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Format: Audio CD
There's not many bands that can claim to be making music equally good as all their previous records twenty-one years on. For this latest release New Order have consolidated all previous strengths to make an utterly fantastic record. This is like a synthesis of the less dance-centred Technique tracks like 'Guilty Partner', the better songs off 'Republic', the last Electronic album 'Twisted Tenderness' (Bernard's excellent side-project with Johnny Marr) and, in the case of 'Primitive Notion', Joy Division. It joins Brotherhood as the second New Order album where guitars are at the fore, but the synths still give real depth to the sound which you just wouldn't find with a straightahead rock band. Producer Arthur Baker lends does a fantastic job of making the sound more modern and complex than previous New Order records, and its all just a party of life-affirming, fantastic noise.
The album kicks off with 'Crystal' which as so many have said is one of their finest singles ever, just condensing everything thats great with soaring bass, a rush of guitars, a beautiful melody and deepening synths. 'Turn My Way' with Pumpkins singer Billy Corgan is also a masterstroke after Corgan flaunted his New Order influence on tracks on his album 'Adore' like 'Appels and Oranjes'. 'Primitive Notion' is dark, claustrophobic and rocky and seems the most Joy Division-esque work they have done since the early 80s. 'Rock The Shack' with Primal Scream is an all-out dirty rock stomper, and closer 'Run Wild' is even more rare for New Order - an folky, even gospel, acoustic-led ballad which could be a Beatles tunes its so catchy. The only track here I'm not wild about is 'Slow Jam' which seems to be is a slightly bogstandard guitar-rock song and doesn't have the magic which New Order trademark. Never mind though, the rest is so triumphant and life-affirming that its 5 stars anyway.
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Format: Audio CD
What the world needs now is love, sweet love... and New Order. "Get Ready" is a much needed electro pop shot to the polluted air waves that make up today's music scene. Sure, the lyrics at time seem a bit childish and corny, but this is New Order, I listen to them for the over-all feel of.. New Order I guess, not deep, emotional lyrical content. "Get Ready" sounds like a slight update to some of their great records from the eighties and nineties. New Order have simply rocked up a bit of their normal material and the end result is a very well made rock-dance groover.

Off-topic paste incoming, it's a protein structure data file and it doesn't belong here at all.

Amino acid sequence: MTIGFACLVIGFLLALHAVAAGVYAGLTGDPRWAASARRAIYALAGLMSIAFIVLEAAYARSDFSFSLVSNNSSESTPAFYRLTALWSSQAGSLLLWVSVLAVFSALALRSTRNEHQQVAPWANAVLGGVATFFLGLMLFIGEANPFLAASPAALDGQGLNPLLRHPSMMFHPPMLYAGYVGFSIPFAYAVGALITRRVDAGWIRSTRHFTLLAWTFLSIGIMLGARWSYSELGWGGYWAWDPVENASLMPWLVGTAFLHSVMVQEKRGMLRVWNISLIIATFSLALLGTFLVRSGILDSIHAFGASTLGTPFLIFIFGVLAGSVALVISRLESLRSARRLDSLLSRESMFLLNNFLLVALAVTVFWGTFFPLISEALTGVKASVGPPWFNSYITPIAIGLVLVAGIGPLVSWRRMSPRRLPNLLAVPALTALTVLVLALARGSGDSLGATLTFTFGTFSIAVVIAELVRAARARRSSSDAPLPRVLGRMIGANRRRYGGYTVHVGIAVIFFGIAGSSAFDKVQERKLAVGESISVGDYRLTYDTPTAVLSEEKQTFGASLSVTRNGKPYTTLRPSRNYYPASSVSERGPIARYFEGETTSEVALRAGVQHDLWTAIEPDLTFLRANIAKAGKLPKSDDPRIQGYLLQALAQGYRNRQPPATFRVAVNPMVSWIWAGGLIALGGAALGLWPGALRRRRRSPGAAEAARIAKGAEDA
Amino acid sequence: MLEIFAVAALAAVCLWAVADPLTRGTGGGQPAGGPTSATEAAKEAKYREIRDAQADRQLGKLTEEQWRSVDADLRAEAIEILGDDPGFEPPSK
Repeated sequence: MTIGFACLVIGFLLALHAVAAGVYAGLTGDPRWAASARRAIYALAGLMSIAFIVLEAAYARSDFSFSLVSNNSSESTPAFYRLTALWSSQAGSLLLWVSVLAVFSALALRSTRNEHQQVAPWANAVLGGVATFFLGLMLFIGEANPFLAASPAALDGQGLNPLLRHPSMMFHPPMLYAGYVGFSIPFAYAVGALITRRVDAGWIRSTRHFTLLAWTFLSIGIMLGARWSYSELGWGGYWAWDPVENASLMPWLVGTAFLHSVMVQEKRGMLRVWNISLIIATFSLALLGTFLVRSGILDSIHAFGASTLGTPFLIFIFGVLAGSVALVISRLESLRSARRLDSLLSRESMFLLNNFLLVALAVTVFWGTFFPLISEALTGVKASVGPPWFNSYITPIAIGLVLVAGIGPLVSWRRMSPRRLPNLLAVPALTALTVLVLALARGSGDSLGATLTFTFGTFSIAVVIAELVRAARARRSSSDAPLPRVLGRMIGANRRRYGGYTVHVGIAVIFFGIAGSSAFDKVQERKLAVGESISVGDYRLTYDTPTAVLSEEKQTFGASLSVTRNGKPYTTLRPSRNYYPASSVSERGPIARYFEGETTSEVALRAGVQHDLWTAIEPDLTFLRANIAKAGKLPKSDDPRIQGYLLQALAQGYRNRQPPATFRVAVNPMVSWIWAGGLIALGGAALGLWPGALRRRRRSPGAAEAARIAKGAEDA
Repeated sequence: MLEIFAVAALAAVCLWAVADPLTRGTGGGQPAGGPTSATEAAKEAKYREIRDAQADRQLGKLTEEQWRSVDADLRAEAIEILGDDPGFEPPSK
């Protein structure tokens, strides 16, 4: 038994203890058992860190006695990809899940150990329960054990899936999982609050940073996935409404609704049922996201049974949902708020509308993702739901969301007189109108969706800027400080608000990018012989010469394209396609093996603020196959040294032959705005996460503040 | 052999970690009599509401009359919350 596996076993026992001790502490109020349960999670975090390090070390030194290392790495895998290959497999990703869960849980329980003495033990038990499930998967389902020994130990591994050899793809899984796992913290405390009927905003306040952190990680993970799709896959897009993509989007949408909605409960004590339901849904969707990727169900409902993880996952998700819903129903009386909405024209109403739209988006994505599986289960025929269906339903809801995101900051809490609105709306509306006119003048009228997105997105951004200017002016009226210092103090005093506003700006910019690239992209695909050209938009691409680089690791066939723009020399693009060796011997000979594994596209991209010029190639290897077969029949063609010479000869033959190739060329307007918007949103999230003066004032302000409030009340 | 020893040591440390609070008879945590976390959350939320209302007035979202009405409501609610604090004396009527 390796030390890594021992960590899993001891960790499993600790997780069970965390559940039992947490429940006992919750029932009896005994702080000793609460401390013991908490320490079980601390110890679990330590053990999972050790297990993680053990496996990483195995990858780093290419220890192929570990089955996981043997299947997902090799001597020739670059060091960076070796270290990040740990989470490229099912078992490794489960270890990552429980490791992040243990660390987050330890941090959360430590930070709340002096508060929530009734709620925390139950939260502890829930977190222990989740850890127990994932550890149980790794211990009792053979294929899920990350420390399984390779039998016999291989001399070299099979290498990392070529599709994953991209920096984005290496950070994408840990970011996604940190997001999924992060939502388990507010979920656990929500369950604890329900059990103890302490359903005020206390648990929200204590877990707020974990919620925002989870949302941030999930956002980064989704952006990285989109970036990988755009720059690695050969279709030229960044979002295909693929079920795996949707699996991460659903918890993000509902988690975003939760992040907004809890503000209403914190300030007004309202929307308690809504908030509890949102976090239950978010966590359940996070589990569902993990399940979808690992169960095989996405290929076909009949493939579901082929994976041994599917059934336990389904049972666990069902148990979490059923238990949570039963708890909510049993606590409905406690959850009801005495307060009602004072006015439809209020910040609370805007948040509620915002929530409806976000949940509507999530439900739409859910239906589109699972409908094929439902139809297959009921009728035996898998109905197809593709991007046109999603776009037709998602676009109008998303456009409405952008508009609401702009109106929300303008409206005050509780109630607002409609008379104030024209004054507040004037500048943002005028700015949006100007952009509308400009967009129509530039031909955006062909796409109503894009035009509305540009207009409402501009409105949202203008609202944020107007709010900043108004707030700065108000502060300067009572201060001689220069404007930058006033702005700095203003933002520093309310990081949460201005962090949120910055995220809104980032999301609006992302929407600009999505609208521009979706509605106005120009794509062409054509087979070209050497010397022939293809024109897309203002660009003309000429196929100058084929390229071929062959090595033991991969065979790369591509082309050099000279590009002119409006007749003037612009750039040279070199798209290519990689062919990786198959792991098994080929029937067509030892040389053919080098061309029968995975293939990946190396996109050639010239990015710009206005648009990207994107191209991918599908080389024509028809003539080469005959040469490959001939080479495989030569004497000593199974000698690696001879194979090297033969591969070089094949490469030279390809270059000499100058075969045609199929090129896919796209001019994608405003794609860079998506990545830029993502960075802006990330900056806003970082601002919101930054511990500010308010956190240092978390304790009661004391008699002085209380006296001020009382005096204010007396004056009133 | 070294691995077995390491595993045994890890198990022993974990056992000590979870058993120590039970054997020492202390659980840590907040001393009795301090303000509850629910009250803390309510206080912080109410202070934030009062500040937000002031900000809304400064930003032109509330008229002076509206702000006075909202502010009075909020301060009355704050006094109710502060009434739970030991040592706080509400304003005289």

I think the overall sound of "Get Ready" is a cross between the debut Electronic record (Bernard's off-shoot with Johnny Marr) and the 90's New Order disc, "Republic". Both of which are pretty good things to be crossed between. When I first heard it, I must admit I wasn't bowled over with the first single, "Crystal". I have since grown to really love it. It just screams of vintage New Order, it could very well be the first song off of "Technique". Other highlights include the great, "60 MPH", and the Billy Corgan tune called "Turn My Way".
This is a release definitely a record to grab if you like anything New Order has done in the past. If this is your first New Order experience, I suggest picking up either "Low Life" , "Technique" or the double hits package, "Substance". All three of those discs some up very different spins New Order has given us. Everything from simple rock, to full on disco. This great band continues the trend here with "Get Ready", a very welcomed return.
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Format: Audio CD
People seem so surprised that New Order can sound like a band and sound halfway competent...why?... they were a very good and innovative band (including Joy Division) for a decade...
But this record, while hardly awful, seems kinda pointless. There are some signs of life in the record, but they are buried behind the over-produced recording, and most of the songs follow the New Order formula to the recipe, go on too long and have little to no new ideas... and Bernard's lyrics just sound inane anymore, at least to me.
What they should have done, was really go back to their roots of being in a unconventional band, and used a completely different production style (Steve Albini? Jim O'Rourke?)... or how about using an offbeat electronic producer (Luke Vibert? Autechre?)... how about Daft Punk as producers? The Neptunes?
It is sort of fun hearing bass and drums from this record that remind you of Joy Division recordings from over 20 years ago... but... all this hype seems more like cheering when grampa blows out his birthday candle, just because he can still breathe! (yah grampa!... 80 years young!... yah!)